News / Europe

European Debt Crisis Deepens, Sparking Fears of New Bailouts

A Portuguese broker talks on the phone in Lisbon, 30 Nov 2010
A Portuguese broker talks on the phone in Lisbon, 30 Nov 2010

The debt crisis in Europe deepened on Tuesday as the cost of governmental borrowing for debt-ridden countries continued to rise amid fears Portugal and Spain would be the next countries forced to seek international bailouts.

Investors sold off government bonds from Portugal, Spain and Italy as their borrowing costs increased against the benchmark bonds of Germany, one of Europe's strongest economies.

The interest rates on bonds sold by Portugal, Spain and Belgium all reached their highest disparity against German bonds since the 1999 birth of the euro, the common currency used by 16 European nations.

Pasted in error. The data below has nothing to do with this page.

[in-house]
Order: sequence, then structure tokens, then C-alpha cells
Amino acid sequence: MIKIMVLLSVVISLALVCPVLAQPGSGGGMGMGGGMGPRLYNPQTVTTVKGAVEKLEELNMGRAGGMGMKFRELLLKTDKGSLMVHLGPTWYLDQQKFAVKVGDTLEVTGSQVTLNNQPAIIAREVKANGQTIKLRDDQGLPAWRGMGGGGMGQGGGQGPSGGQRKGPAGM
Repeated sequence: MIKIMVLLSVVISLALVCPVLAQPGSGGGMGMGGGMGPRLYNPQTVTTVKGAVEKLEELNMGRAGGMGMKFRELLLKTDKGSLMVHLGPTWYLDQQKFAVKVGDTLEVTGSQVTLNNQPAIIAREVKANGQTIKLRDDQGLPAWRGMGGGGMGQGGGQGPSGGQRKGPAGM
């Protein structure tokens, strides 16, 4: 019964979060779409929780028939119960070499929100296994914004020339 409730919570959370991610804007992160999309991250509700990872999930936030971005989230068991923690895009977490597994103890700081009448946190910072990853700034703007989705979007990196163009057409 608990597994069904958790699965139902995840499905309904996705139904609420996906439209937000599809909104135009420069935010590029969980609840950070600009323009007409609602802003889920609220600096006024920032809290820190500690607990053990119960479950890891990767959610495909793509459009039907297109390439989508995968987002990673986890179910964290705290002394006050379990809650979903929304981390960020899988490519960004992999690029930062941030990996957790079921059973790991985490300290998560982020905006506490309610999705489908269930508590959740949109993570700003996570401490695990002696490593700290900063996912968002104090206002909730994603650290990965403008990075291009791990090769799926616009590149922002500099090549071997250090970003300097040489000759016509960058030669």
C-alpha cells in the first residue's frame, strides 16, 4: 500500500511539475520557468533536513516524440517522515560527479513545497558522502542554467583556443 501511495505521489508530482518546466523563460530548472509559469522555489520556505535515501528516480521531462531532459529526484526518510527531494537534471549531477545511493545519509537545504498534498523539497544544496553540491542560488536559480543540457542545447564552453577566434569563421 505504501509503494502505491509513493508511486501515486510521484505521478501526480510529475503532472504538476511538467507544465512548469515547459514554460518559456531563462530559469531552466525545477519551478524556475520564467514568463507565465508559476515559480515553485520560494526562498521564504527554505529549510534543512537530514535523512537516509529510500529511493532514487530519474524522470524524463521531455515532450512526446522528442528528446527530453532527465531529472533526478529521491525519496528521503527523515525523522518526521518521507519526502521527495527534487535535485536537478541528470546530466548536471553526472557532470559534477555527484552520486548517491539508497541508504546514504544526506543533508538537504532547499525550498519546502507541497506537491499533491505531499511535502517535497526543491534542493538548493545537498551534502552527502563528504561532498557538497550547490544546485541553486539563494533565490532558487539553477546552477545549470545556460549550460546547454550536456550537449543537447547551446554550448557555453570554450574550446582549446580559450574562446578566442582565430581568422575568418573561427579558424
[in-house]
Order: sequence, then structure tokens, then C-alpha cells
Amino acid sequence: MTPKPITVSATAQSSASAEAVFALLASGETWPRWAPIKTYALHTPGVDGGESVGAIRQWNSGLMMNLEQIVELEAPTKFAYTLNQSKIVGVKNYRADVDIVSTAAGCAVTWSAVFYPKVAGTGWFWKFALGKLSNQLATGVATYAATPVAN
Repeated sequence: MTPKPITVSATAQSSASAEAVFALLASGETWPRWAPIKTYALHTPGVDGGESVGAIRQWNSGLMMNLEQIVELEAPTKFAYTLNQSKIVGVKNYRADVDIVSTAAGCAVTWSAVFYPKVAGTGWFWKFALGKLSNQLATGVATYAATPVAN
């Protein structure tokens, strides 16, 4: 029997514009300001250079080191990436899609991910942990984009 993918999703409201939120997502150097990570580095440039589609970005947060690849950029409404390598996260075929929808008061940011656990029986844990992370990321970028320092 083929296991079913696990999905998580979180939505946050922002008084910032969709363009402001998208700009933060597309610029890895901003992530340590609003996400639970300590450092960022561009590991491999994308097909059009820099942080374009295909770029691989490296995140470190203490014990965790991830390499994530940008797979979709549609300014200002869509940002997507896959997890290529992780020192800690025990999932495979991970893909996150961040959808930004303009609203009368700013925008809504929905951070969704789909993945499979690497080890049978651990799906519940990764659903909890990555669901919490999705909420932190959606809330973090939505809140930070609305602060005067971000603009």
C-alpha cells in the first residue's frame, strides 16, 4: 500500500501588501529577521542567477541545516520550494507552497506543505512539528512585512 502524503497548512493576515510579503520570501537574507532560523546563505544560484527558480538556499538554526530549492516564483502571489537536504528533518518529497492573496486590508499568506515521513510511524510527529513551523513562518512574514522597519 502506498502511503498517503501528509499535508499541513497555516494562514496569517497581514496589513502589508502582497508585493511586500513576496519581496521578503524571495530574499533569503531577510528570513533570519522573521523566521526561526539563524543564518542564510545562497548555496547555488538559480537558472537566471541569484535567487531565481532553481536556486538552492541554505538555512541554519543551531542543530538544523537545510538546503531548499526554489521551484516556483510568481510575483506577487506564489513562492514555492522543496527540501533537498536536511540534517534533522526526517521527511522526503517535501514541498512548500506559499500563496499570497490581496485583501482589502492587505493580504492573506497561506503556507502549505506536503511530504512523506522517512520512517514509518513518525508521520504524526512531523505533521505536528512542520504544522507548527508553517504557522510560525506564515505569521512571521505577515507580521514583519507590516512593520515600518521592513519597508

With the growing financial crisis, the euro dipped below $1.30 and has now shed 7 percent of its value against the U.S. dollar since early November.

The increased borrowing costs for some European governments stem from fears that the debt contagion sparked by the bailout of Greece earlier this year and the $112 billion Ireland bailout last weekend will spread to other countries.

Both the Portuguese and Spanish governments have embarked on austerity programs, cutting spending on numerous government programs. They say they do not need financial help from their European counterparts and the International Monetary Fund.

But Greek and Irish officials made similar promises before seeking  assistance, leaving investors and policymakers worried that the debt crisis has yet to run its course.

While any further bailouts would not be welcomed, the most pronounced immediate fear appears to center on Spain. Its economy accounts for nearly 12 percent of the eurozone's economic production and is about twice the size of Greece, Ireland and Portugal combined.

On Tuesday, Spain's borrowing costs jumped to as high as 5.7 percent, more than 3 percentage points higher than that for German bonds. Just a week ago, the difference was two percentage points.

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